Morris became president of the company in 1991, and his experience has proven beneficial to the firm from the start. He sparked an initiative to increase Stewart Title's size through the acquisition of more outside agencies, establishing a goal of having at least one owned office in every state. A goal that will soon be achieved. And Morris has overseen increased earnings and the doubling of the company's marketshare from 6% to 11%.
An important factor in Stewart Title's growth has been Morris' and the company's embracing of technology. The firm's initial forays into computer-based systems has blossomed today into two entire floors of Stewart's headquarters being devoted to technology. "Many of the programs we have developed have won various awards and are used not only in-house but by our competitors as well," says Morris.
One characteristic which the Texan has made it a point to brand the entire firm with is integrity. "We made a commitment to grow the company's surplus and reserves every year and, for 22 straight years, we have done just that."
He says Stewart Title is known as a stable environment for employees because they don't have to worry about their jobs. With all of the consolidation going on in the industry, Morris says, "our employees don't have that worry," because the family is not interested in selling.
Ticor Title Insurance Co. Ticor Title Insurance Co., part of The Chicago Title and Trust Family of title insurers, is also under the leadership of John Rau.
While part of the Chicago Title And Trust Family, Ticor is a completely separate company from Chicago Title Insurance Co. In 1996, Ticor Title and its New York-based subsidiary Ticor Title Guarantee Co. earned a combined statutory net income of $20.9 million, and combined policyholders' surplus rose to $70.4 million, a nearly 6% increase over 1995.
As its sister company, Chicago Title, Ticor has received good marks regarding its financial strength from a number of the national rating agencies. The company has a rating of A' (A prime) from Demotech Inc., A3 from Moody's Investors Services and A+ from LACE Financial Corp.
For 1996, the CT&T Family led the title insurance industry by reserving more than twice as many assets as its nearest competitor on a GAAP (Generally Accepted Accounting Principles) basis.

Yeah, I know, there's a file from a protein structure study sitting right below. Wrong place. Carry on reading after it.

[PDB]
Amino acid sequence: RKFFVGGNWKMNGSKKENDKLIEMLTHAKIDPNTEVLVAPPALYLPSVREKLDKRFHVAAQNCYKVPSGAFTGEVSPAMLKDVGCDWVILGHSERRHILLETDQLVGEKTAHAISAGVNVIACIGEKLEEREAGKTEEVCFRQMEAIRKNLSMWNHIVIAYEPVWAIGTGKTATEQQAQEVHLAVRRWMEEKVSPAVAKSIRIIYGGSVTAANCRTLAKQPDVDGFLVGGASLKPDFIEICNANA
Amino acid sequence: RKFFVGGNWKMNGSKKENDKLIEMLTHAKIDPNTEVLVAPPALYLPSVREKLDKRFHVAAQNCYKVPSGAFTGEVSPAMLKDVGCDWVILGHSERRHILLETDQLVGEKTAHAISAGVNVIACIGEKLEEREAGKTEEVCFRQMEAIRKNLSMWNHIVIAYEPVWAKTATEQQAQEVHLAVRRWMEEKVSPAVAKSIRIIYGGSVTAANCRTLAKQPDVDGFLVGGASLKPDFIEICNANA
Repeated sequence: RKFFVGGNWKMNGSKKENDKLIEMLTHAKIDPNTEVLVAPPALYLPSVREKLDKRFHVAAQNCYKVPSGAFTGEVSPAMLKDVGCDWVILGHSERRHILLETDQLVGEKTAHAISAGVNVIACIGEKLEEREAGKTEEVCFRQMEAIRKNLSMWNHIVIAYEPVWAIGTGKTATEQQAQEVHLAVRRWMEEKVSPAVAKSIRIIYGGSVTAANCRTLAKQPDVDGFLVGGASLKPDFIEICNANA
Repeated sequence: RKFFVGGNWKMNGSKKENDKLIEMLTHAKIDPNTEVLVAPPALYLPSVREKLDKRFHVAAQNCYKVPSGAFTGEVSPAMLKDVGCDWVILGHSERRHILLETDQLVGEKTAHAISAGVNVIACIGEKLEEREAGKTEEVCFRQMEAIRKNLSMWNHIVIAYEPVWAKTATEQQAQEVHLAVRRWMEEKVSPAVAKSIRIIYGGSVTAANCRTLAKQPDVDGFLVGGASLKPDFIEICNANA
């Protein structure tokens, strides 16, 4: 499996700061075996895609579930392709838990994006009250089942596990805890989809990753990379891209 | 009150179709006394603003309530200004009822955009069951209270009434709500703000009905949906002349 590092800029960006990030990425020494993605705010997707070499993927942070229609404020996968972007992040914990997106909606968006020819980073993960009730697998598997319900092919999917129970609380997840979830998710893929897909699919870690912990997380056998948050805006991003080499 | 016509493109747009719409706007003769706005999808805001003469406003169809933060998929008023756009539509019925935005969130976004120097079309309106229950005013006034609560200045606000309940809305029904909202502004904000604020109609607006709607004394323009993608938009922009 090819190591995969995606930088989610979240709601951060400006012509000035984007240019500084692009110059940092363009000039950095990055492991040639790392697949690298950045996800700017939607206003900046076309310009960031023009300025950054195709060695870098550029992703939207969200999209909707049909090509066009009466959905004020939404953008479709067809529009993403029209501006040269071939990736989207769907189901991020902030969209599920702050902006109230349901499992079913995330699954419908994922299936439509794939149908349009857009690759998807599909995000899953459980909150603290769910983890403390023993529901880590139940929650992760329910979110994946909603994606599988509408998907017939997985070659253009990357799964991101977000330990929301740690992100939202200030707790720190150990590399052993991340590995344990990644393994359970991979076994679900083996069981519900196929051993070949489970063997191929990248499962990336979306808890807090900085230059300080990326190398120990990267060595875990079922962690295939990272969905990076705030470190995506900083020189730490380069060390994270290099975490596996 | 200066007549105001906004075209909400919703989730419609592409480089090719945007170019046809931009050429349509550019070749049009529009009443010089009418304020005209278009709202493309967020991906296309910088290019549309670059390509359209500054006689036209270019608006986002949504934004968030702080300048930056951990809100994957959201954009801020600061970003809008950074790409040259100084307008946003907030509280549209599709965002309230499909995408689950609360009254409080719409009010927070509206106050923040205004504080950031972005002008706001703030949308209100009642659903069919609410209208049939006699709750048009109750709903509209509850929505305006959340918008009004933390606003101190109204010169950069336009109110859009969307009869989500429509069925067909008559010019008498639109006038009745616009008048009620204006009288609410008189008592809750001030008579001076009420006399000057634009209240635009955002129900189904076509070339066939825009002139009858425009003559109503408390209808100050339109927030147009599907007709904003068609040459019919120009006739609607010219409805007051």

Ticor, which was acquired by CT&T in 1991, has greatly benefitted from the investments made by the parent firm to enhance the services capabilities of its title insurance subsidiaries. The acquisition of a number of firms offering a diverse mix of real estate services has sped up the closing process.
Flood certification, credit reporting and residential appraisal services were all added in 1995, helping to meet the request for bundled services from clients. Last year, CT&T's acquisition of Market Intelligence Inc., a Hopkinton, Mass.-based firm, added the capability of providing automated property evaluations as an alternative to traditional appraisals.
Other investments have led to the establishment of more efficient communication lines with both clients and agents. This has allowed electronic access to information, streamlined the production process and simplified the electronic delivery of products and services.
Attorneys' Title Insurance Fund Inc. P.O. Box 628600 Orlando, FL 32862-8600 Phone: (407) 240-3863 Fax: (407) 438-4562 Website: www.thefund.com Rating: Demotech (A'), Duff & Phelps (A-), LACE (A) 1996 Revenue: $74,850,502
Chicago Title and Trust Co. 171 North Clark St. Chicago, IL 60601-3294 Phone: (312) 223-2000 Fax: (312) 223-2600 Website: www.ctt.com Ratings: Demotech (A'), Duff & Phelps (A), LACE (A), Moody's (A2), Standard & Poor's (A) 1996 revenue: $861,264,782
Commonwealth Land Title Insurance Co. 1700 Market St. Philadelphia, PA 19103-3990 Phone: (215) 241-6000 Fax: (215) 241-1083 E-mail: hwender@CLTIC.com Ratings: Demotech (A"), Duff & Phelps (A+), LACE Financial Corp. (A+), Standard & Poor's (A-) 1996 revenue: $811,000,000
Fidelity National Financial Inc. 17911 Von Karman Ave. Suite 510 Irvine, CA 92714-6253 Phone: (714) 622-5000 Fax: (714) 622-5087 Ratings: Demotech (A), Duff & Phelps (BBB), Moody's (Baa3) 1996 revenues: $636,000,000
First American Title Insurance Co. 114 East Fifth Street Santa Ana, CA 92701 Phone: (714) 558-3211 Fax: (714) 836-1841 Website: www.firstam.com Ratings: A.M. Best (A), Demotech (A'), Duff & Phelps (A), Moody's (A3) 1996 revenues: (First American Financial Corp.): $1,571,168,000
Lawyers Title Insurance Corp. P.O. Box 27567 Richmond, VA 23361 Phone: (804) 281-6700 Fax: (804) 282-5453 Website address: www.htmlltic.com Ratings: Demotech (A"), Duff & Phelps (A'), LACE (A) 1996 revenues: $594,000,000
Old Republic National Title Insurance Co. 400 Second Ave., South Minneapolis, MN 55401-2499 Phone: (612) 371-1111 Fax: (612) 371-1191 Website: www.oldrepnatl.com Ratings: A.M. Best (A), Demotech (A"), Duff & Phelps (AA-), LACE (A+), Moody's (A1), Standard & Poor's (A+) 1996 revenues: $367,400,000
Stewart Title Guaranty Co. 1980 Post Oak Blvd. Suite 800 Houston, TX 77056 Phone: 1-800-Stewart Fax: (713) 552-9523 Website address: www.stewart.com Ratings: Demotech (A"), Duff & Phelps (A+), LACE (A+) 1996 revenues: $328,296,000
Ticor Title Insurance Co. 171 North Clark St. Chicago, IL 60601-3294 Phone: (312) 223-2000 Fax: (312) 223-2600 Website: www.ctt.com Ratings: Demotech (A'), Duff & Phelps (A), LACE (A+), Moody's (A3), Standard & Poor's (A) 1996 Revenue: $188,097,757